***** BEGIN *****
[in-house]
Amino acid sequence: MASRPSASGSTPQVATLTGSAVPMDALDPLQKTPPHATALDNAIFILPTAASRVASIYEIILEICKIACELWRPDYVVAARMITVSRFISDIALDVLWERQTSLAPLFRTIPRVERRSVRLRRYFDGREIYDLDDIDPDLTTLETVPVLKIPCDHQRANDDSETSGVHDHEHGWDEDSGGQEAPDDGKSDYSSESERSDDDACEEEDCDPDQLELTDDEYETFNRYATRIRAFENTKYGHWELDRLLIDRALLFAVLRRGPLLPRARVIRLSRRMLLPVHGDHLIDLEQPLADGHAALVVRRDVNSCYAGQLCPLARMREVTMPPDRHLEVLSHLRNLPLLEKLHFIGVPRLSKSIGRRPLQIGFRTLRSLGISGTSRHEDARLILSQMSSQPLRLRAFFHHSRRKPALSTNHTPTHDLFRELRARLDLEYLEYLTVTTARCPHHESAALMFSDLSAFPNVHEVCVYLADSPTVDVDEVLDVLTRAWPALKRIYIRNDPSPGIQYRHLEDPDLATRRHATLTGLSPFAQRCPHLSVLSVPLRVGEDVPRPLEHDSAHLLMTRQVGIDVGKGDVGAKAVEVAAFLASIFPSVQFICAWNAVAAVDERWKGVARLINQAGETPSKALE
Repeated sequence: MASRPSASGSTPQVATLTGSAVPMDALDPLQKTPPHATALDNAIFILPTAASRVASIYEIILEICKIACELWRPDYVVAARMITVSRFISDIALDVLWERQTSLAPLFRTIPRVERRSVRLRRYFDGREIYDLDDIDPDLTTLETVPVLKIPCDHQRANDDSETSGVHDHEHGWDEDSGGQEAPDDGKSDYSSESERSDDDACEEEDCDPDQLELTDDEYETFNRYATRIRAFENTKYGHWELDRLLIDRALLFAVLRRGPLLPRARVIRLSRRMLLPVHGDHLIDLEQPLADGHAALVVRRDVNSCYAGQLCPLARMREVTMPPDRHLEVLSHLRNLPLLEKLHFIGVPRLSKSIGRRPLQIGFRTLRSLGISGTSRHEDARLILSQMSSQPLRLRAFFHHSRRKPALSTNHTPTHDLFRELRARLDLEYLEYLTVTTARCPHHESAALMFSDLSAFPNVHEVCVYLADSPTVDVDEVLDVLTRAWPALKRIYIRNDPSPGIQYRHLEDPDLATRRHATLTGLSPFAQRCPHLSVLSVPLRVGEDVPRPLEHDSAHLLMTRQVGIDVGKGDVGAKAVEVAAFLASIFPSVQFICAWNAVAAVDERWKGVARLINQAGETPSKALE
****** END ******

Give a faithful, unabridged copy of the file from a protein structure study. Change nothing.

[in-house]
Amino acid sequence: MASRPSASGSTPQVATLTGSAVPMDALDPLQKTPPHATALDNAIFILPTAASRVASIYEIILEICKIACELWRPDYVVAARMITVSRFISDIALDVLWERQTSLAPLFRTIPRVERRSVRLRRYFDGREIYDLDDIDPDLTTLETVPVLKIPCDHQRANDDSETSGVHDHEHGWDEDSGGQEAPDDGKSDYSSESERSDDDACEEEDCDPDQLELTDDEYETFNRYATRIRAFENTKYGHWELDRLLIDRALLFAVLRRGPLLPRARVIRLSRRMLLPVHGDHLIDLEQPLADGHAALVVRRDVNSCYAGQLCPLARMREVTMPPDRHLEVLSHLRNLPLLEKLHFIGVPRLSKSIGRRPLQIGFRTLRSLGISGTSRHEDARLILSQMSSQPLRLRAFFHHSRRKPALSTNHTPTHDLFRELRARLDLEYLEYLTVTTARCPHHESAALMFSDLSAFPNVHEVCVYLADSPTVDVDEVLDVLTRAWPALKRIYIRNDPSPGIQYRHLEDPDLATRRHATLTGLSPFAQRCPHLSVLSVPLRVGEDVPRPLEHDSAHLLMTRQVGIDVGKGDVGAKAVEVAAFLASIFPSVQFICAWNAVAAVDERWKGVARLINQAGETPSKALE
Repeated sequence: MASRPSASGSTPQVATLTGSAVPMDALDPLQKTPPHATALDNAIFILPTAASRVASIYEIILEICKIACELWRPDYVVAARMITVSRFISDIALDVLWERQTSLAPLFRTIPRVERRSVRLRRYFDGREIYDLDDIDPDLTTLETVPVLKIPCDHQRANDDSETSGVHDHEHGWDEDSGGQEAPDDGKSDYSSESERSDDDACEEEDCDPDQLELTDDEYETFNRYATRIRAFENTKYGHWELDRLLIDRALLFAVLRRGPLLPRARVIRLSRRMLLPVHGDHLIDLEQPLADGHAALVVRRDVNSCYAGQLCPLARMREVTMPPDRHLEVLSHLRNLPLLEKLHFIGVPRLSKSIGRRPLQIGFRTLRSLGISGTSRHEDARLILSQMSSQPLRLRAFFHHSRRKPALSTNHTPTHDLFRELRARLDLEYLEYLTVTTARCPHHESAALMFSDLSAFPNVHEVCVYLADSPTVDVDEVLDVLTRAWPALKRIYIRNDPSPGIQYRHLEDPDLATRRHATLTGLSPFAQRCPHLSVLSVPLRVGEDVPRPLEHDSAHLLMTRQVGIDVGKGDVGAKAVEVAAFLASIFPSVQFICAWNAVAAVDERWKGVARLINQAGETPSKALE